I sat alone. At the break, Christopher and his girlfriend came and sat at the table and we talked a bit. Then they returned to the stage.

On the way home, I talked to my daughter on the phone. I told her how great the music had been. She asked, "Was it okay, going by yourself?" "It wasn't bad," I said.

But I came home to what felt like an empty house (although in reality I had my dogs, cats, and turtle to welcome me). And I looked at my beautiful Christmas tree and the lights spiraling up the stairs. And my heart ached as loneliness washed over me. I sat down and cried.

Yesterday my daughter and I scurried out in the early morning to try to get one of the late-release Wiis we'd heard a rumor about (we didn't get one, but we got close enough to see the people who got one!). Then in the afternoon I braved the mall and had a wonderful time finishing up my Christmas shopping. I cared for my grandbaby in the evening while her mama and papa went to a company Christmas party. And both boys were home--Christopher came home for Christmas break from college--and they were upstairs hooting and hollering as they played Xbox 360 games.

I put on the soundtrack to the movie Elf and made Christmas cookies. I was happy. I was singing in the kitchen as I figured out the new cookie press. Life was good again.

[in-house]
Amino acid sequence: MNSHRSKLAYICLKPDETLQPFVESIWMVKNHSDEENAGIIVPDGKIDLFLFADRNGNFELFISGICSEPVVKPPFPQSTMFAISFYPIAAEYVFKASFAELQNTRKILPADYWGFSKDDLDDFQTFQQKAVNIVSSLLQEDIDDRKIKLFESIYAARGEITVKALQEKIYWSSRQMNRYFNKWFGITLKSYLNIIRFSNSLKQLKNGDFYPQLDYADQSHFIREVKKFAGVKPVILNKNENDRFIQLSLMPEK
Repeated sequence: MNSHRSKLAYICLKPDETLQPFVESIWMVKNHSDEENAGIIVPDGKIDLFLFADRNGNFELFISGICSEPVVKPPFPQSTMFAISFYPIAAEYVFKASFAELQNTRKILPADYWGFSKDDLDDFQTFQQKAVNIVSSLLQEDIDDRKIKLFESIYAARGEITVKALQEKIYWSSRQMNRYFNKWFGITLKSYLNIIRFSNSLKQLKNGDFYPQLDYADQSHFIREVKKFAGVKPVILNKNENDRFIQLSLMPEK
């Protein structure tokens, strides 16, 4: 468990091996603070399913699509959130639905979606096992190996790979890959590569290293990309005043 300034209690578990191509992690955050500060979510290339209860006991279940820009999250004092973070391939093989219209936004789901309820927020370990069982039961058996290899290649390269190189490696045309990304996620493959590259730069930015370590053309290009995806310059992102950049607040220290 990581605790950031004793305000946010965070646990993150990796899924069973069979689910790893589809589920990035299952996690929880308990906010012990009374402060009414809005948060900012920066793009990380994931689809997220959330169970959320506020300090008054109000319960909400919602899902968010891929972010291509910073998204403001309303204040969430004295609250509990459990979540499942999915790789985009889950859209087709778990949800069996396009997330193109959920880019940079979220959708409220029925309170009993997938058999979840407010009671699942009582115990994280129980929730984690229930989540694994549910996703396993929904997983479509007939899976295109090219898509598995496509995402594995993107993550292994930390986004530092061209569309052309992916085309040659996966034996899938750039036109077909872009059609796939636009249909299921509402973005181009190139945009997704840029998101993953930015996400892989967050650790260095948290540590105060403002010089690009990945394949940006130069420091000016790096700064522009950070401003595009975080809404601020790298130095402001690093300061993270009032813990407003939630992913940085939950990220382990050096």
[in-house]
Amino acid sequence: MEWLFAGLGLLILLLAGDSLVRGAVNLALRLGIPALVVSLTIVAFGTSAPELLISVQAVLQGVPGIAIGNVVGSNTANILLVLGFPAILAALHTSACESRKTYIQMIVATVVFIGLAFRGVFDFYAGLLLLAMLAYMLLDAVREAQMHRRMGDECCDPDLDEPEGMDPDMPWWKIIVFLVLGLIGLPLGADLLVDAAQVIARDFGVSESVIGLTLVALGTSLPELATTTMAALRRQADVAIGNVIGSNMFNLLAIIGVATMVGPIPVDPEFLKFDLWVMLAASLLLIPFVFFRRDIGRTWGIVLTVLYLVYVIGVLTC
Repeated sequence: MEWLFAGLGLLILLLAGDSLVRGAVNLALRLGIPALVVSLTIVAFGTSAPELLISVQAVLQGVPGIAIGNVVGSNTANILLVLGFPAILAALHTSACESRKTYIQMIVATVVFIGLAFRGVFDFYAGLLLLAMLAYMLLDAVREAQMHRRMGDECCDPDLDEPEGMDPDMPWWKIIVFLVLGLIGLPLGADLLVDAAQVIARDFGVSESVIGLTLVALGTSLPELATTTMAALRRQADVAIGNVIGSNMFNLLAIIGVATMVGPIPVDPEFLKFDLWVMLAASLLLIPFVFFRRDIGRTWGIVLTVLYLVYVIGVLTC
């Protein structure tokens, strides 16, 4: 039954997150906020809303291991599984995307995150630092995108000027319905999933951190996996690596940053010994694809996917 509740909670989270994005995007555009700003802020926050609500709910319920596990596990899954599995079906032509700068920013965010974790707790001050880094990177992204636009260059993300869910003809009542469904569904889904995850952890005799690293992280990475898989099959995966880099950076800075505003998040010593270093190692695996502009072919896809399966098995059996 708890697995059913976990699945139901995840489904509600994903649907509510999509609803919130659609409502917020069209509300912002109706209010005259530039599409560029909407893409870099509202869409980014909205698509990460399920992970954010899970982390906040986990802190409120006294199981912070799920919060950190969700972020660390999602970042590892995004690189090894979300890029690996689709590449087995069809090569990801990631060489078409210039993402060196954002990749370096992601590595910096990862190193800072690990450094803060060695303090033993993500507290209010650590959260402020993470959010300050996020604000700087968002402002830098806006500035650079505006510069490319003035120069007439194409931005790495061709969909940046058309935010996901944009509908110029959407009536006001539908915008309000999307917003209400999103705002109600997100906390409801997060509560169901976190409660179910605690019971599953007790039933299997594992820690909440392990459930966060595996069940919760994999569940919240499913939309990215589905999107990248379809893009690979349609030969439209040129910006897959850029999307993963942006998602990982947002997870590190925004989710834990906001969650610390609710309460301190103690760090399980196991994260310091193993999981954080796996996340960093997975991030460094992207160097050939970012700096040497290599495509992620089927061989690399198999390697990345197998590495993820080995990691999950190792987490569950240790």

It occurred to me late last night that when I was feeling such a riping pain about being alone, I wasn't focused on what's real in my life. I was looking in the shadows for what I didn't have rather than opening my eyes in the light to see the very real blessings all around me. For that dark night in that dark jazz club, I allowed myself to believe in Lack. And you know what? It hurts!

It strikes me that I was reliving the moment in the Garden of Eden, when Eve believed the serpent when he told her she was missing something. Eat this, he said, and you'll have the knowledge God has. Eve thought there was something being withheld from her. She believed it was possible that there was something she lacked. And so she reached out, took a bite, and sought to fix the problem herself.

Not only did that solidify her belief in the possibility that she lacked something; she passed that belief along to Adam. And their own focus on lack caused them to hold back from God when he came for his daily happy stroll in the garden. They hid; they withdrew; they created the illusion of lack in their relationship with God.

If Eve had been completely happy with things as they were in the garden--if she's truly appreciated everything God had given her (and trusted God to reveal anything else needed at just the right time)--that story might have had a different ending.

For my part, this morning I'm very aware of the abundance around me. Life is good. I have companionship, and comfort, and peace, and joy. All along, all I needed were the eyes to see it, the ears to hear it, and the heart willing to fully, abundantly, receive.

Merry Christmas to you and yours--and may the grace and joy of God enfold everyone in the world in an embrace of peace.

Friday, December 15, 2006

Dayienu: “It is enough”

This beautiful poem arrived in my Writers' Almanac newsletter this morning:

Poem: "Just One God" by Deborah Cummins, from Counting the Waves. © Word Press. Reprinted with permission.